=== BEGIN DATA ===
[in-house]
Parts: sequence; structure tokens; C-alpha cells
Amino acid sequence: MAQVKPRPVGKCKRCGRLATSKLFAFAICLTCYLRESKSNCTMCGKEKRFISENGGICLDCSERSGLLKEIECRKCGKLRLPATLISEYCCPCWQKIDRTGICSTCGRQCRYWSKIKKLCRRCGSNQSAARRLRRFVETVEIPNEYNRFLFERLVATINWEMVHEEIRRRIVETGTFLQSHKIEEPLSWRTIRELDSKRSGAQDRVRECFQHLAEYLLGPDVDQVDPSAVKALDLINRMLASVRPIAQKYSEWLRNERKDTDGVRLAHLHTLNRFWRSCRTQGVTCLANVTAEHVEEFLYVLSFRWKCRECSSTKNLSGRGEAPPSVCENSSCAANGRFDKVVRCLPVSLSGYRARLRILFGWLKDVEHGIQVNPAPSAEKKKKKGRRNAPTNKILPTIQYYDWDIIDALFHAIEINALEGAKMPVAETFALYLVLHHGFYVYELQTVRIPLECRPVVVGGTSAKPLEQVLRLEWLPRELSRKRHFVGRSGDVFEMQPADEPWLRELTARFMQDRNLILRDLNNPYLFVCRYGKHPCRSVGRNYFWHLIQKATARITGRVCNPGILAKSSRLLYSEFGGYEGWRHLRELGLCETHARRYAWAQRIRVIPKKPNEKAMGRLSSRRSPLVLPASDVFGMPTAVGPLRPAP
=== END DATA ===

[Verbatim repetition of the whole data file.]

[in-house]
Parts: sequence; structure tokens; C-alpha cells
Amino acid sequence: MAQVKPRPVGKCKRCGRLATSKLFAFAICLTCYLRESKSNCTMCGKEKRFISENGGICLDCSERSGLLKEIECRKCGKLRLPATLISEYCCPCWQKIDRTGICSTCGRQCRYWSKIKKLCRRCGSNQSAARRLRRFVETVEIPNEYNRFLFERLVATINWEMVHEEIRRRIVETGTFLQSHKIEEPLSWRTIRELDSKRSGAQDRVRECFQHLAEYLLGPDVDQVDPSAVKALDLINRMLASVRPIAQKYSEWLRNERKDTDGVRLAHLHTLNRFWRSCRTQGVTCLANVTAEHVEEFLYVLSFRWKCRECSSTKNLSGRGEAPPSVCENSSCAANGRFDKVVRCLPVSLSGYRARLRILFGWLKDVEHGIQVNPAPSAEKKKKKGRRNAPTNKILPTIQYYDWDIIDALFHAIEINALEGAKMPVAETFALYLVLHHGFYVYELQTVRIPLECRPVVVGGTSAKPLEQVLRLEWLPRELSRKRHFVGRSGDVFEMQPADEPWLRELTARFMQDRNLILRDLNNPYLFVCRYGKHPCRSVGRNYFWHLIQKATARITGRVCNPGILAKSSRLLYSEFGGYEGWRHLRELGLCETHARRYAWAQRIRVIPKKPNEKAMGRLSSRRSPLVLPASDVFGMPTAVGPLRPAP